‘Alta cocina’ is the Spanish formulation of the French ‘haute cuisine.’ It would not exist without a good sprinkling of internationally renowned individuals: the chefs working away to uphold the concept. Some of the most famous in Spain over the past decade have included Ferran Adrià (Catalan creative genius, formerly of El Bulli); Juan Mari Arzak (Basque chef of Arzak restaurant renown, in San Sebastian); Martín Berasategui (Basque owner of the eponymous restaurant in Lasarte-Oria); Carme Ruscalleda (a much-welcomed female chef to the line-up with a restaurant on Barcelona’s Maresme coast) and the late Santi Santamaría (the first 3-Michelin starred Catalan chef).
When it comes to Barcelona’s alta cocina scene, for years Ferran Adrià stole the limelight with his restaurant El Bulli. It marked a sad end of an era when the restaurant closed in 2011. However, happily it paved the way for some healthy competition, and restaurant-goers could be directed at equally worthy alta venues in and around the city. It’s a fast-moving game but here are LUXOS’ recommendations for four of the best.
Cabaret calling: TICKETS
It wasn’t really adiós to Adrià when El Bullí ceased to be. More of an hasta luego. The chef soon rekindled his magic alongside brother Ferran and the Iglesias family, also of Catalan culinary kudos. This time at TICKETS it’s a tapas joint but it’s far from your average; even teenier than tapas, each dish is a mini gastro sculpture. Think razor clams in ginger oil with lemon air, and mini-airbags filled with Manchego cheese and Iberian ham. The décor is a glorious mixture of cabaret, futuristic and Modernista. You have to book in advance and doing so online is the only option. Sometimes, though, the wait is three months! So either feel lucky, or book this one ahead in time for your return trip to Barcelona. Alternatively, less impressive but perfectly good twin venue 41 Degrees on the same premises might let you in.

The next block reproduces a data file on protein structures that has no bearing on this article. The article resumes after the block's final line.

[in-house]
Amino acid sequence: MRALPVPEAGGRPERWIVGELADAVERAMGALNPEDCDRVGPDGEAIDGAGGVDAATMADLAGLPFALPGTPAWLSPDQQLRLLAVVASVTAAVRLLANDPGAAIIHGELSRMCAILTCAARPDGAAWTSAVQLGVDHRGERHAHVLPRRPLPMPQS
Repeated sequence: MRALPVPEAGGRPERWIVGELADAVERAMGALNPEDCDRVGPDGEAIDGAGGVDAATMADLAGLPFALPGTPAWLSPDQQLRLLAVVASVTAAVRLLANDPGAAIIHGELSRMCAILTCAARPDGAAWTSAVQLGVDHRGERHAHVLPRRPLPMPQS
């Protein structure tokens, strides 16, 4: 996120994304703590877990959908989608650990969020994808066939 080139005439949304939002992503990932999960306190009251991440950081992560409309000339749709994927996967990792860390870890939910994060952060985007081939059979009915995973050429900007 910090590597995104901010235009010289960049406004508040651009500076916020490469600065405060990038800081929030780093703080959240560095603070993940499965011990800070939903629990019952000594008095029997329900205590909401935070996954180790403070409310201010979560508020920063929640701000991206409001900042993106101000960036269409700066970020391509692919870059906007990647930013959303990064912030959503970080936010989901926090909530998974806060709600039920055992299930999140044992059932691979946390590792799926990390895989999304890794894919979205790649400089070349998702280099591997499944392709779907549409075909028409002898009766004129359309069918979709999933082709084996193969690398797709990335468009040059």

A breath of fresh air: Can Jubany
For 21 years, chef Nando Jubany and his wife Ana Orte have been behind the tastes of this beautiful farmhouse (‘masia’) in Osana – a one-hour drive inland, towards Vic, from Barcelona. The menu ‘Un passeig per Catalunya’ comes highly recommended at this Michelin-star winning retreat of a restaurant. Catalan products from the forest to the vegetable patch abound and the waiters are on-the-ball but not intrusive. Back in Barcelona, the same chef’s work can also be discovered at the Majestic hotel at the top of Passeig de Gràcia and at Petit Comitè on Passatge de la Concepció.
Tokyo’s take on tapas: Dos Palillos
Michelin-star winning Albert Raurich fuses Asian and Spanish tapas par excellence at this restaurant, the name of which translates as ‘Two Chopsticks.’ They call it a blue-collar bar meets Asian haute cuisine. You can’t reserve and you can’t sit down (there are no tables). But don’t be fazed: you’ll love the energy and the taste of monkfish liver, Thai razor shell and tuna belly fillet with rice.
Meat and mythical mystique: Manairó
Jordi Herrea’s top restaurant slash scientific laboratory is Manairó, named after mythical creatures from the Pyrenees. His cooking implements are unique: a grill with skewers to cook food from the inside out, and a cooking appliance based on centrifugal force, to reduce the moisture of the food. Intimate lighting and excellent hearty meat dishes make it a good romantic venue and further sensual delights can be had from the ‘churros con chocolate’ ice cream (churros, Spain’s famous breakfast doughnuts).